Staff and Wire Reports
HARRAH, Oklahoma -- Wildfires that destroyed dozens of homes in Oklahoma largely died down Saturday, with cooler temperatures and slower winds helping firefighters get the blazes under control.
Governor Mary Fallin, U.S. Representative James Lankford and Commissioner Brian Maughan toured the areas devastated by wildfires Saturday morning.
The governor urged residents to reach out for help.
"We've got great charities that have been through this before. That's one of the blessings of Oklahoma is that we all come together as the Oklahoma family when tragedies like this strike," said Gov. Fallin.
Fallin said she was glad to see insurance companies already out helping people, adding the state is available to help them as well.
In Oklahoma, where at least 49 homes had been destroyed, an emergency management official said no major fires continued to burn, although there were still some hotspots and smoky areas Saturday. Thousands of acres have been burned in both Oklahoma and Texas.
In Texas, where a handful of homes were lost, a forest service statement said it expected slower winds and more moisture in the air to help get things under control.
Unseasonably warm temperatures and strong winds helped fuel the fires Friday, when the National Weather Service issued a red flag fire warning for most of Oklahoma and Texas, as well as for parts of Colorado, Kansas, New Mexico and Missouri.
Thirty fires broke out in Oklahoma, with the worst damage occurring in the Oklahoma City suburbs of Harrah and Choctaw.
Thirty-nine homes were lost there, while six were destroyed in Goldsby and four in the Shawnee area. Like much of the state, the burned areas have been in a prolonged drought.
Michelann Ooten, a spokeswoman for the Oklahoma Department of Emergency Management, said firefighters continued to work in some hotspots, but it was "nothing like what we were doing yesterday."
Winds with gusts of 40 mph to 50 mph had died down, and cooler temperatures had helped ease the situation, she said. No major fires were still burning.
Ooten said officials planned to focus on damage assessments Saturday because by the time the fires were under control Friday, it was dark.
"Today with sunlight assisting them, they'll be able to do a far more intensive assessment," she said.
Billie and Dana Hicks didn't expect to have much left after fleeing their new home in Harrah as a wildfire began consuming their neighbor's place Friday.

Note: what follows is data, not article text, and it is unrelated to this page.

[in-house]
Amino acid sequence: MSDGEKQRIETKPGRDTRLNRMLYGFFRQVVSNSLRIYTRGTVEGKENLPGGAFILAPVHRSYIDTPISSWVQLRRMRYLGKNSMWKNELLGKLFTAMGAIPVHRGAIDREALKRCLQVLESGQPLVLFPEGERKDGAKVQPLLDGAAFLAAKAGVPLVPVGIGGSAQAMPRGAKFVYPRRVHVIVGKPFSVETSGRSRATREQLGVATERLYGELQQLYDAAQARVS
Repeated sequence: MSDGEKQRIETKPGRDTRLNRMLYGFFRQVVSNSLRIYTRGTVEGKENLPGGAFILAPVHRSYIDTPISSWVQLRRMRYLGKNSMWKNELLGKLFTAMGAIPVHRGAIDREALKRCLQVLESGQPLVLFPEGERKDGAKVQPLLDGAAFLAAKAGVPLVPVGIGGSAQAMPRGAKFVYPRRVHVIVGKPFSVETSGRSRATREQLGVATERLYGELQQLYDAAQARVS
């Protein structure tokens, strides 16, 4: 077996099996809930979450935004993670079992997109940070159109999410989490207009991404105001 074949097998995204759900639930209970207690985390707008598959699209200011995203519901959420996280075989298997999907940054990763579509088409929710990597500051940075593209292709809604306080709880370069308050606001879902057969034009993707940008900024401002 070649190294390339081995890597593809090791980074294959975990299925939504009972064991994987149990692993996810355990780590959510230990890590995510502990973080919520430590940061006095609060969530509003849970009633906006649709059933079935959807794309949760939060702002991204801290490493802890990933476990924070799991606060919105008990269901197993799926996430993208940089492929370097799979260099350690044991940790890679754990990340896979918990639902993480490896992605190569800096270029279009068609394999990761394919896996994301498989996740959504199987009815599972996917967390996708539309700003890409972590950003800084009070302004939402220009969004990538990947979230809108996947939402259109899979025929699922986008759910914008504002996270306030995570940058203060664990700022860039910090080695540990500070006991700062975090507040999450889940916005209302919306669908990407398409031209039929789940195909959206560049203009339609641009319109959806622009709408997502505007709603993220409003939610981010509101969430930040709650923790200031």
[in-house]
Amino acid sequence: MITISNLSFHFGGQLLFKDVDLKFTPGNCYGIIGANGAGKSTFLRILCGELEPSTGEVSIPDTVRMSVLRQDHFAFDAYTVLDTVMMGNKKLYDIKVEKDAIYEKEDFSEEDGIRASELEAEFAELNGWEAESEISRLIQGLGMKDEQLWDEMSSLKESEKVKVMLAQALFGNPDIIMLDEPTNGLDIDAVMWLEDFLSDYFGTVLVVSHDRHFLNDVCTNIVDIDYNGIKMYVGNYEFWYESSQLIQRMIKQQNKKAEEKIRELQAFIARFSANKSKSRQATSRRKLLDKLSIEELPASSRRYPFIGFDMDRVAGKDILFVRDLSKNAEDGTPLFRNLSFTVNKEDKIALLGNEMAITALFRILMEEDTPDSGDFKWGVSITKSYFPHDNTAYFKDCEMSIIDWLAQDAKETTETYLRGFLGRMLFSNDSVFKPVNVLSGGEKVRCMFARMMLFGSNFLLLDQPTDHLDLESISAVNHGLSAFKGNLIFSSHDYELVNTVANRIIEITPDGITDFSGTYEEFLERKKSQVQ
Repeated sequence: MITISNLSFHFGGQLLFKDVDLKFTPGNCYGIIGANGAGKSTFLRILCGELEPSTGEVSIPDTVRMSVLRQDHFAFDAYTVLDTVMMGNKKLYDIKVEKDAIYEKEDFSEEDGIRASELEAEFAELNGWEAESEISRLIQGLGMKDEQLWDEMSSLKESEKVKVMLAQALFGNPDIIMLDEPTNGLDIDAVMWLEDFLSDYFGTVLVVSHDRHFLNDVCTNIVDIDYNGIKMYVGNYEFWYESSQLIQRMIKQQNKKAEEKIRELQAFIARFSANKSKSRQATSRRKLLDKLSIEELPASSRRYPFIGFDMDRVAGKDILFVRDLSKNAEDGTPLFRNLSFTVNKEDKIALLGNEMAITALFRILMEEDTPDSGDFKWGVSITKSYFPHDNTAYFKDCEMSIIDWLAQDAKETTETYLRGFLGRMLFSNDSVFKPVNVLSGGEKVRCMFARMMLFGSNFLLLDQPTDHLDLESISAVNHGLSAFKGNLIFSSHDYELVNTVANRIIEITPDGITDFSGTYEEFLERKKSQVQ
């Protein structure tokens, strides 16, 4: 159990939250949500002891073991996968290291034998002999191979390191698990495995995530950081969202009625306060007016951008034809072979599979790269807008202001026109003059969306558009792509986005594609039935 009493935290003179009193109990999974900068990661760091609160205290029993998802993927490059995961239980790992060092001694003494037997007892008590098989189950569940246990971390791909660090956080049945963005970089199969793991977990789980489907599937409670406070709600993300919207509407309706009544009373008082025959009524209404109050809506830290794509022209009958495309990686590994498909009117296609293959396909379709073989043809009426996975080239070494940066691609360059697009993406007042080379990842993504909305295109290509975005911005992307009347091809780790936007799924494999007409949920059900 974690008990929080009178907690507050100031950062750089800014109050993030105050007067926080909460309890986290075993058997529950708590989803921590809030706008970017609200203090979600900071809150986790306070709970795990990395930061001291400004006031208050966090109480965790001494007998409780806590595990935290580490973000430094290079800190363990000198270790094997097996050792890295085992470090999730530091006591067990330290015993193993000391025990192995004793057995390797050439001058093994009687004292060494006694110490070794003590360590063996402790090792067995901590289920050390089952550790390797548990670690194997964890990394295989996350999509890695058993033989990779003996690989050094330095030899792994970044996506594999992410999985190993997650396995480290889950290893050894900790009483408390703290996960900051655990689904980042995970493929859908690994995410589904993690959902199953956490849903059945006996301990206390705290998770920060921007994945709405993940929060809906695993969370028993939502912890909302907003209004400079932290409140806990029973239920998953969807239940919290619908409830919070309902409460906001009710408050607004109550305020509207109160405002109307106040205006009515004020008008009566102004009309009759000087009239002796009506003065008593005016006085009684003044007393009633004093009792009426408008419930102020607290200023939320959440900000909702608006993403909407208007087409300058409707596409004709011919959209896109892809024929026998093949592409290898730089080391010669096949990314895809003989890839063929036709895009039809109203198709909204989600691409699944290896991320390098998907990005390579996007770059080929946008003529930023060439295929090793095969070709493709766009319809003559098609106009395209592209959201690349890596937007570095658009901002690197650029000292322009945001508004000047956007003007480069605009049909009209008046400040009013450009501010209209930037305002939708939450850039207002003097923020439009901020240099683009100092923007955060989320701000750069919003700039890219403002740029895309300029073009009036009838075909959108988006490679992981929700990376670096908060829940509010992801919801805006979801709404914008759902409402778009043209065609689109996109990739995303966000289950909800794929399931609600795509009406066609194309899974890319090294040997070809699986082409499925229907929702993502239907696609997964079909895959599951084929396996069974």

They had been able to salvage some family belongings after a tornado destroyed their home last May and had just moved into their new house with their five children a few months ago. But authorities said at least 30 homes were destroyed by fire in Harrah on Friday.
|Goldsby Grass Fires|
"We thought this was going to be a better year," Billie Hicks, 54, said wryly.
The fire in Harrah, about 20 miles east of downtown Oklahoma City, forced the evacuation of schools and a nursing home and caused some minor smoke-related injuries. Phil Stewart, public information office for the Harrah Police Department, said the high school wasn't damaged but there were tense moments as the fire crept closer.
"It got right next to the junior high. It burned to the bricks, to the doors but by that time we had everyone evacuated," Stewart said.
The Red Cross of Central Oklahoma encourages anyone affected by the Oklahoma wildfires to come by the Client Assistance Center at the Harmony Christian Church, 7100 S. Choctaw Road in Choctaw.
|Harrah Nursing Home Evacuated|
Hours of operation are from 12 to 6 p.m. Sunday. The Central Oklahoma Red Cross can be contacted at 405-228-9500.
Gov. Mary Fallin, who toured fire damage in eastern Oklahoma County, declared a state of emergency for all 77 counties in the state, marking a first step toward seeking federal assistance should it be necessary.
"State Emergency Management Director Albert Ashwood and I went down to visit with local firefighters in the Choctaw area to thank them for the long hours they have put in today under very dangerous circumstances with the high winds and the low humidity and the heat the dry grass," Fallin said.
"We've had over 30 fires today and to coordinate services throughout the state has been quite a challenge."